Book Reviews

Ties That Tether by Jane Igharo

When a Nigerian woman falls for a man she knows will break her mother’s heart, she must choose between love and her family.

At twelve years old, Azere promised her dying father she would marry a Nigerian man and preserve her culture even after emigrating to Canada. Her mother has been vigilant about helping–forcing–her to stay well within the Nigerian dating pool ever since. But when another match-made-by-mom goes wrong, Azere ends up at a bar, enjoying the company and later sharing the bed of Rafael Castellano, a man who is tall, handsome, and white.

When their one-night stand unexpectedly evolves into something serious, Azere is caught between her growing feelings for Rafael and the compulsive need to please her mother who will never accept a relationship that threatens to dilute Azere’s Nigerian heritage. 

Azere can’t help wondering if loving Rafael makes her any less of a Nigerian. Can she be with him without compromising her identity? The answer will either cause Azere to be audacious and fight for her happiness or continue as the compliant daughter.

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Ties that Tether is such a remarkable book; I’ve been highly anticipating it since October 2020 — I finally got my hands on it and I adored it. I appreciate love stories that can go deeper and have other important themes and elements. Azere really struggles with cultural identity as a Nigerian-Canadian woman.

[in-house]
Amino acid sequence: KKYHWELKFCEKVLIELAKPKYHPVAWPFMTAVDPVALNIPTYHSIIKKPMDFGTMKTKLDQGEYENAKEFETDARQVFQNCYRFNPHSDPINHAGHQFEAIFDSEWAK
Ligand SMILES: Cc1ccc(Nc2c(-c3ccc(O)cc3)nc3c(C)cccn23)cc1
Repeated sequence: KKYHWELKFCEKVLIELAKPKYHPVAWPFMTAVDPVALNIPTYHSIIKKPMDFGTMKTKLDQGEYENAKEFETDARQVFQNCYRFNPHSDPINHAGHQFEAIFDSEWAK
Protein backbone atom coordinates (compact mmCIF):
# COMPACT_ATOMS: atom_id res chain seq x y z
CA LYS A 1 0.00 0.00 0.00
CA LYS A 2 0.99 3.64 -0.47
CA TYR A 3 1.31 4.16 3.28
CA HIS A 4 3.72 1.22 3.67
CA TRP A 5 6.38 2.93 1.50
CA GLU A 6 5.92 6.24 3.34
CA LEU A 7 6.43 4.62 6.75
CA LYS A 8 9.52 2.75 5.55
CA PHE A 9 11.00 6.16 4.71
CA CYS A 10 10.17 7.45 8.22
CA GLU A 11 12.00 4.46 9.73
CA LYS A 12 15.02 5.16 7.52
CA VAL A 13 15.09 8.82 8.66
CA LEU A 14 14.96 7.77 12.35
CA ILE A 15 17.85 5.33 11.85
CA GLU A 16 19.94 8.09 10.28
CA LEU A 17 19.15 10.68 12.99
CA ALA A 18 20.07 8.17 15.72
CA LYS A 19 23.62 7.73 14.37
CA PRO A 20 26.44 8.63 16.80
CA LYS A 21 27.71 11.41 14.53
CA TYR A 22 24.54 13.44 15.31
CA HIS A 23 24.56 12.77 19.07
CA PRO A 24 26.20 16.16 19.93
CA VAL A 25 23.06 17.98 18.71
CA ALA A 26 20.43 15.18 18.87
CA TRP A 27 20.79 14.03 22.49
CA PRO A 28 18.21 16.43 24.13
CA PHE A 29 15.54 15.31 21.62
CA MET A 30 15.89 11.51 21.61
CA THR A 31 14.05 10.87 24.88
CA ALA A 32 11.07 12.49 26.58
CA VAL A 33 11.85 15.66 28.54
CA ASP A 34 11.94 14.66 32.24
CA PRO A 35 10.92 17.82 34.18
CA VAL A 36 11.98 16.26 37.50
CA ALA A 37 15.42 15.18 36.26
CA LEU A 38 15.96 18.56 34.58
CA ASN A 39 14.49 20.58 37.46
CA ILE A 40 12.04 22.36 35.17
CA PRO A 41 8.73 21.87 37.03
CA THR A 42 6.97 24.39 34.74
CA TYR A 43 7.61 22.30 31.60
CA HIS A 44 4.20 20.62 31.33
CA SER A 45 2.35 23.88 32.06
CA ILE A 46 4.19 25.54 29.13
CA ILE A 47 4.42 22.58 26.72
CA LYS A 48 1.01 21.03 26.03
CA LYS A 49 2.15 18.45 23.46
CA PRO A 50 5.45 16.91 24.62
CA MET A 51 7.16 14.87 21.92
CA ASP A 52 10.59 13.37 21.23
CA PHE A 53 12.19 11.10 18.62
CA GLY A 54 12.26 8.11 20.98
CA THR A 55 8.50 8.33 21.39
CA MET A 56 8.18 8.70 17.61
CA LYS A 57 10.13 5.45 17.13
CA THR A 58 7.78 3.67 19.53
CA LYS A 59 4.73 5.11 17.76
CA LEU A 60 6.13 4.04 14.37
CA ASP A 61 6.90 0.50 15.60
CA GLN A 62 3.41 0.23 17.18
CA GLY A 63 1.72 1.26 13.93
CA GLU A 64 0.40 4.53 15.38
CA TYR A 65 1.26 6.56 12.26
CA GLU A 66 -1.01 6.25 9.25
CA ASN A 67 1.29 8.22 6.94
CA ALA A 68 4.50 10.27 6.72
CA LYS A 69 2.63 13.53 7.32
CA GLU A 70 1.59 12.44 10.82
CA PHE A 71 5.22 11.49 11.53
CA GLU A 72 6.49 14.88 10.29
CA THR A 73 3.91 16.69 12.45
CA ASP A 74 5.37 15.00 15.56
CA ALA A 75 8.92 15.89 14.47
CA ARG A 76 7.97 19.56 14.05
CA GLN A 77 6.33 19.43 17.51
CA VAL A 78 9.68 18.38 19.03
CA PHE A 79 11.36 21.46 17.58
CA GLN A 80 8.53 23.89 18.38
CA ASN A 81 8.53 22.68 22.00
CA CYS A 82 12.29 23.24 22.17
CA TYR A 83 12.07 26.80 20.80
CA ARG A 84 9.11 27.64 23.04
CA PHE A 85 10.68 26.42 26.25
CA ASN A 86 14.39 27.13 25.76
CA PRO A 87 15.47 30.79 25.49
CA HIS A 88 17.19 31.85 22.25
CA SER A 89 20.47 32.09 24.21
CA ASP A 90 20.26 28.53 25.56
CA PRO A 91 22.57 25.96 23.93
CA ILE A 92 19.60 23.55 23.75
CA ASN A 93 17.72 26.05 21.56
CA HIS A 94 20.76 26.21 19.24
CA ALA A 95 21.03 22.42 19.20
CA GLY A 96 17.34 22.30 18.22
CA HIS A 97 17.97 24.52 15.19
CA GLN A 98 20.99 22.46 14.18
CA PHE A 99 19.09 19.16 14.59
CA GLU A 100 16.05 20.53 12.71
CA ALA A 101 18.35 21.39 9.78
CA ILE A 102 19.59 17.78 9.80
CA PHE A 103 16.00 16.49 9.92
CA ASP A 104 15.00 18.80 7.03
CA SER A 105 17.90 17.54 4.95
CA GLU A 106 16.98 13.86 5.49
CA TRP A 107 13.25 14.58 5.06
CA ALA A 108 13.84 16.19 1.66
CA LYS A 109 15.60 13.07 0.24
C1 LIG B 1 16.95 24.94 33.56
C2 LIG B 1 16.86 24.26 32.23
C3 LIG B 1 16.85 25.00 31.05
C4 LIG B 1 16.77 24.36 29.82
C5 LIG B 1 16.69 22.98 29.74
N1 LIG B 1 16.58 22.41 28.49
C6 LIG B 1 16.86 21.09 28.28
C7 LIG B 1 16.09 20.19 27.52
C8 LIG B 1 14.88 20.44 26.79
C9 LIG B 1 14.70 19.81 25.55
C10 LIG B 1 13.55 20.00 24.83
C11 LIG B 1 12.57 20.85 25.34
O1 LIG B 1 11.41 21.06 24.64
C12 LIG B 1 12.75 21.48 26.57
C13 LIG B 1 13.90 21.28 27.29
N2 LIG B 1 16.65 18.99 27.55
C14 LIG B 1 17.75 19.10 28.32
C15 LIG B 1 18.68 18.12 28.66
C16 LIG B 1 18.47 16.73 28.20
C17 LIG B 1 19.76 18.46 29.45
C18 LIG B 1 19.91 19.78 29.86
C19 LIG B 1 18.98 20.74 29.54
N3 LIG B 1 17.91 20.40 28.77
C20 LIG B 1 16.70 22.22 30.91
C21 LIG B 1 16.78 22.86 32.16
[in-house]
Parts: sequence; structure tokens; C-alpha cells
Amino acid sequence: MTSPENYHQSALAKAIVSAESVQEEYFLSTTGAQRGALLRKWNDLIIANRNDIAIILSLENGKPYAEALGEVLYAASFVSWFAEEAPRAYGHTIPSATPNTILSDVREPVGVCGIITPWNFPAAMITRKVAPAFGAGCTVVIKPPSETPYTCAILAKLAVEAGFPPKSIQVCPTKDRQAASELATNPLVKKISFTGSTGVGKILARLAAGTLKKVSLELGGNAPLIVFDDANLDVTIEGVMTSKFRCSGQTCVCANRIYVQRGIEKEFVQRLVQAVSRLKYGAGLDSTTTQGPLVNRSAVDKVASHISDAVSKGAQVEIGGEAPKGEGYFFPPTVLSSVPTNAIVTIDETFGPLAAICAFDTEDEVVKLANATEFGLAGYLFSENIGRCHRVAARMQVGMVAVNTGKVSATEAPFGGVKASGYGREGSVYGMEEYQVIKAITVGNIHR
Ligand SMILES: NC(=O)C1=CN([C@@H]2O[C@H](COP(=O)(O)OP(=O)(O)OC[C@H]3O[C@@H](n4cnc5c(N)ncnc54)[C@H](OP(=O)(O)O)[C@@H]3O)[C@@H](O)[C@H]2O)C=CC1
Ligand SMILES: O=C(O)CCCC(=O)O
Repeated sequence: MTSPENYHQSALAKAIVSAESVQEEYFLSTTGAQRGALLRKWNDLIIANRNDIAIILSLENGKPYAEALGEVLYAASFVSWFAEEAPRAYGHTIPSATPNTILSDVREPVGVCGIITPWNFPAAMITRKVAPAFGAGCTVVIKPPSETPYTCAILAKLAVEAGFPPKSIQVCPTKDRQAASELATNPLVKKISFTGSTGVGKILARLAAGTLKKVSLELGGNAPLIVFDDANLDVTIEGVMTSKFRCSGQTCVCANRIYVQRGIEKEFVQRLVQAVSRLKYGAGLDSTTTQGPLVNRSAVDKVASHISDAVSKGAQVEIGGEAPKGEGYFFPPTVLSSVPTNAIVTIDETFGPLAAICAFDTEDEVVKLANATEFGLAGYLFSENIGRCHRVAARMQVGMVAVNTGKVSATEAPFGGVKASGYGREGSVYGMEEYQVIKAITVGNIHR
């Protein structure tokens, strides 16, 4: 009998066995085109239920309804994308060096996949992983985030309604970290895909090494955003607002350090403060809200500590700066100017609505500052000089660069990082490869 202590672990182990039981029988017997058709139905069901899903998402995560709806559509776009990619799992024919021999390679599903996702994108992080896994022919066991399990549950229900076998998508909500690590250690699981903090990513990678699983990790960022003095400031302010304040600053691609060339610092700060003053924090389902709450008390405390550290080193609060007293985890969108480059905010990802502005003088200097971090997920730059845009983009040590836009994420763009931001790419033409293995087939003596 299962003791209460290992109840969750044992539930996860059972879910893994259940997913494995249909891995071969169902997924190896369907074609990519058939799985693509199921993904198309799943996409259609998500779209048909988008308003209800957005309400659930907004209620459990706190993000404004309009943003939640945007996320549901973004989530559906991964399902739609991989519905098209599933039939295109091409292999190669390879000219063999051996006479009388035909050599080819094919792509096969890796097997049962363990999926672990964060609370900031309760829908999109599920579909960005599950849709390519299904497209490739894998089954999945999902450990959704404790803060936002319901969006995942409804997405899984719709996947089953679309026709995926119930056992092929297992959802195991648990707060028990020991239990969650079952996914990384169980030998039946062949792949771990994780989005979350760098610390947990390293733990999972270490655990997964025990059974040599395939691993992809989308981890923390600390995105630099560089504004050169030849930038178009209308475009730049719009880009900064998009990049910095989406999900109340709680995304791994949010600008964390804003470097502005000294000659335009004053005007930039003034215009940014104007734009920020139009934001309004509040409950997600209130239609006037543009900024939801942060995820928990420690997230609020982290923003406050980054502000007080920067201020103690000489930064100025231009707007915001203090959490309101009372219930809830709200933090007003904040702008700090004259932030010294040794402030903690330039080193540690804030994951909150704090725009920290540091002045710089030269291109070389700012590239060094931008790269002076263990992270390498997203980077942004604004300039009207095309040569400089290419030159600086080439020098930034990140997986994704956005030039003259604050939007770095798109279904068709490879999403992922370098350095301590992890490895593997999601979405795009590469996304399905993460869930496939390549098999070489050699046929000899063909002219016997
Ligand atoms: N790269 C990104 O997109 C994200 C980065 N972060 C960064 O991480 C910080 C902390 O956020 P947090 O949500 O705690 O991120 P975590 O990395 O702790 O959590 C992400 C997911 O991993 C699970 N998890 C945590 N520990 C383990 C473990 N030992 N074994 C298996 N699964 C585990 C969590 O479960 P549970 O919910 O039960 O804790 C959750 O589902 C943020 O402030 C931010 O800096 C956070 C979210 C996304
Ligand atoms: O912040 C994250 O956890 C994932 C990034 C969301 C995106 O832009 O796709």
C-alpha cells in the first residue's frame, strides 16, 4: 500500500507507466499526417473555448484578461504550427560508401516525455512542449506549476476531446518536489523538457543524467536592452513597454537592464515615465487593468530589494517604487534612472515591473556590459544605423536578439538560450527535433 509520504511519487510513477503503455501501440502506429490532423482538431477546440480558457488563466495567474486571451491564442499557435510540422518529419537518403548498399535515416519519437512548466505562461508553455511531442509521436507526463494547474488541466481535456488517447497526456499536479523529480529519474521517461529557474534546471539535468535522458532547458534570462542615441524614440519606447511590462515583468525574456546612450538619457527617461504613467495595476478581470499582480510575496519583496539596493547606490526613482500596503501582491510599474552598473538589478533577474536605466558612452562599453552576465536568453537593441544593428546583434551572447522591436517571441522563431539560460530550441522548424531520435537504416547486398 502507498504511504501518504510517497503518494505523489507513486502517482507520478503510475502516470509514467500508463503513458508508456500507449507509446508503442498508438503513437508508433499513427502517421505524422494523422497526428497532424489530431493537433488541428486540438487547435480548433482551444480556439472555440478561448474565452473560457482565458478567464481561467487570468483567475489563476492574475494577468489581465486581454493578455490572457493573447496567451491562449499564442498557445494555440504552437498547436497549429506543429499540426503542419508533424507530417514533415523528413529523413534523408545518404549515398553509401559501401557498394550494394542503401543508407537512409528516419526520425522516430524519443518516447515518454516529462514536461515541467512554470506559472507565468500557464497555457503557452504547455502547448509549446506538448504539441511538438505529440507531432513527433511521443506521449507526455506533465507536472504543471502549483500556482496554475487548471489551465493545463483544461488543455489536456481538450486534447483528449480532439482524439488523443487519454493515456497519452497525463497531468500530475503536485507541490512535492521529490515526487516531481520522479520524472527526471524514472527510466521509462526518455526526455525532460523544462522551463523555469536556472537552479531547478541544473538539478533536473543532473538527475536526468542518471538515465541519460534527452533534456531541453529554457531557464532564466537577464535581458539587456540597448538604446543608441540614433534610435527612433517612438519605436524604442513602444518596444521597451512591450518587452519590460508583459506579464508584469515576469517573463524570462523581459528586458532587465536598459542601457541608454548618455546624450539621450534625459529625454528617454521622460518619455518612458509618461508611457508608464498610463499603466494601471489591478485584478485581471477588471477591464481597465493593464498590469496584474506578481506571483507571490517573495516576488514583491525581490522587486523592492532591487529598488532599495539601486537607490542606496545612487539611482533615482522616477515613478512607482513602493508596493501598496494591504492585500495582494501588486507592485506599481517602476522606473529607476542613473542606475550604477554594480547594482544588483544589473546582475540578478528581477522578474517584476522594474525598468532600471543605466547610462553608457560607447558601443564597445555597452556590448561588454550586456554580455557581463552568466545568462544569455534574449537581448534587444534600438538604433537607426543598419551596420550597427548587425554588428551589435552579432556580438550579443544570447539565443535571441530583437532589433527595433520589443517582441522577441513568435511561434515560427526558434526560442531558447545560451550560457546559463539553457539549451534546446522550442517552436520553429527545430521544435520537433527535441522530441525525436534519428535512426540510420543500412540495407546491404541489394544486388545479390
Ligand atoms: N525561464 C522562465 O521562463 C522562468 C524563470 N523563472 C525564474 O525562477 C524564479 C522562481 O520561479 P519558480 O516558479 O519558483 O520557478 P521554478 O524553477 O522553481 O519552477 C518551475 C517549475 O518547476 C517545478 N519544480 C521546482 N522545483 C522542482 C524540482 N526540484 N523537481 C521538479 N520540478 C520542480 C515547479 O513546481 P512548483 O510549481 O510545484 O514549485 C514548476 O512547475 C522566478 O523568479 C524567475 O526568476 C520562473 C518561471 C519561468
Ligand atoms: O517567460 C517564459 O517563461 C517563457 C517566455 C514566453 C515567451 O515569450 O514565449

Azere – the main character, is the first thing that drew me into this book. Within the first few pages, I knew I’d love this character. She possesses a strong demeanor and is instantly likeable. Azere fearlessly spoke her mind; it seemed the only place she censored herself was around her family. And though there was conflict between her and her mother, I appreciated that her culture was still celebrated. The author did a great job at creating a tense dynamic between family members that truly shaped the story of the cultural shift that occurs when emigrating.

Rafeael and Azere share in this cultural struggle, as the two of them come from completely different backgrounds but are coming together. I thought his character was extremely well done, though I felt as though reader’s didn’t see enough of him. It made it seem that the building of the relationship between Azere and Rafael had been rushed — the two developed a fast bond very quickly. Almost a little too quickly. But nonetheless, the story is adorable and as a reader, I loved seeing the two come together and overcome cultural differences.

Overall, I’m glad I read this sweet romance. It’s not often I read a book set in Canada and it was interesting to read about the immigration experience from a Nigerian-Canadian perspective. This is a spectacular book to read when you’re in the mood for a sweet romance but it is also so much more than that.

PUBLICATION DETAILS: Berkeley; September 29th 2020; 9780593101940; Fiction/Romance

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